The Art of Richard Hamilton
Richard Hamilton was one of the most influential artists of his generation. Often described as ‘the father of Pop art’, he produced multilayered work that explored and crystallized postwar consumer society and ‘pop’ culture in an attempt to ‘relate to everything that was going on in the world’. Seminal works such as his 1956 collage Just what is it that makes today’s homes so different, so appealing?, the 1965 painting My Marilyn, and screenprints based on a press photo of the arrest on drugs charges of Mick Jagger and Robert Fraser, Swingeing London 67, defined an era in which new commodities and technologies, mass media, and celebrity came to the fore, and challenged the hierarchical values of ‘high’ and ‘low’ art. His innovative work with installation and exhibition design continues to influence artistic and curatorial practice to this day; and his importance to fields beyond contemporary art was demonstrated when he designed the radical packaging of The Beatles’ ‘White Album’ in 1968. His ultimate commitment, however, was to the capacities of painting.
In this handsome book, acclaimed writer Michael Bracewell presents a concise introduction to this deeply complex artist. Writing from a personal perspective, he discusses Hamilton’s all-embracing work in relation to the music, film, and popular culture of the day in a rich and brilliant new interpretation of his art and ideas. He covers the full scope of the artist’s practice, including examples from the various media in which he worked – collage, print, painting, drawing, sculpture, photography, and installation – and the diverse subjects that he addressed until his death in 2011. Bracewell focuses on key works such as the My Marilyn and Swingeing London 67 series; images produced in response to highly charged current events and political and sociological developments, including Kent State and The Citizen; and collages, prints, and paintings that examine the fashion and advertising industries. He also considers Hamilton’s illustrations to James Joyce’s novel Ulysses, his collaborations with Marcel Duchamp, his work with The Beatles, and the significance of his apparently unfinished final work, itself a quest for a state of ‘perfection’ in oil painting. With quotes from the artist’s writings and interviews throughout, this attractive volume will appeal to anyone wanting to understand Hamilton’s iconic and pioneering work and its lasting cultural legacy.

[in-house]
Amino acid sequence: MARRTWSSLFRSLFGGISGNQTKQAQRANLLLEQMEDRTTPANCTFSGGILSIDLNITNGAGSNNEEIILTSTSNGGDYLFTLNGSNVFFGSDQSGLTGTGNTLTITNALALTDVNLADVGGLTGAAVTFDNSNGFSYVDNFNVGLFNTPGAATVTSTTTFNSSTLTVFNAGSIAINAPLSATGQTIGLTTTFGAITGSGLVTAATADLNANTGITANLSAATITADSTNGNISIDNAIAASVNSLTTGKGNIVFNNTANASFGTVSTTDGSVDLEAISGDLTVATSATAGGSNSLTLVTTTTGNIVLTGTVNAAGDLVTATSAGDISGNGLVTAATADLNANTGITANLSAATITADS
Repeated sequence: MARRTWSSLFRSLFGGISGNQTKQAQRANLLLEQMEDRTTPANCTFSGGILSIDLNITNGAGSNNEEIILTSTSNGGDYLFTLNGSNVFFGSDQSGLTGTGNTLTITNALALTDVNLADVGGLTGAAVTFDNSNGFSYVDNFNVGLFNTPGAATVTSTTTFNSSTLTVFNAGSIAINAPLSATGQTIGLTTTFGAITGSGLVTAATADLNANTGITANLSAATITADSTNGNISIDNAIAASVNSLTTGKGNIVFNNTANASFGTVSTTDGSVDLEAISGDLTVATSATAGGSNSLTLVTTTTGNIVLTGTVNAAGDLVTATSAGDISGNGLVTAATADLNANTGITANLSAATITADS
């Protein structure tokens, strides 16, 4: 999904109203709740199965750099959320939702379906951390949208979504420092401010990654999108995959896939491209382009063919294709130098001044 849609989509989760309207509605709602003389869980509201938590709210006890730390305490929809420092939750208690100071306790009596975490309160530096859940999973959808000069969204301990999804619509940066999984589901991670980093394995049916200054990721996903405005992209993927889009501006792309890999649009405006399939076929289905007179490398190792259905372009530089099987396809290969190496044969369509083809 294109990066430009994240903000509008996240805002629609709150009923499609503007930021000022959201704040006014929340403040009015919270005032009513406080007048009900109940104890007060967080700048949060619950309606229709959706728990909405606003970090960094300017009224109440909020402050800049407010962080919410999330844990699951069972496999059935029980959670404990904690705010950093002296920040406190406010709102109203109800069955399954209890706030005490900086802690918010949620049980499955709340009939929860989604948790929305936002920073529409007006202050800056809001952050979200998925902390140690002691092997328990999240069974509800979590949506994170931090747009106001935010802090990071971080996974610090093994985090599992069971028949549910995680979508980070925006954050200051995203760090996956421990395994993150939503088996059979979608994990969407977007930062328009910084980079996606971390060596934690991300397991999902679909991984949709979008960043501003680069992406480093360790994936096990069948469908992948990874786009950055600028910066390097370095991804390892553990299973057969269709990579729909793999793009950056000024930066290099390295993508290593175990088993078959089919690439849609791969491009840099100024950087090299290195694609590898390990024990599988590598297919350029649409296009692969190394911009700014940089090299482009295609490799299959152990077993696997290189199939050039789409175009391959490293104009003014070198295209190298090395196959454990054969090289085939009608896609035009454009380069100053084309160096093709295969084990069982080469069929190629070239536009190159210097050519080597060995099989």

Michael Bracewell is the author of six novels and two works of non-fiction, including the novellas The Crypto-Amnesia Club (1988) and Perfect Tense (1999). He has written widely on modern and contemporary art and contributed to catalogues for museum exhibitions of Richard Hamilton’s work, including at the Serpentine Gallery, London (2010) and the National Gallery, London (2012). A collection of Bracewell’s writings on art, The Space Between, was published in 2011.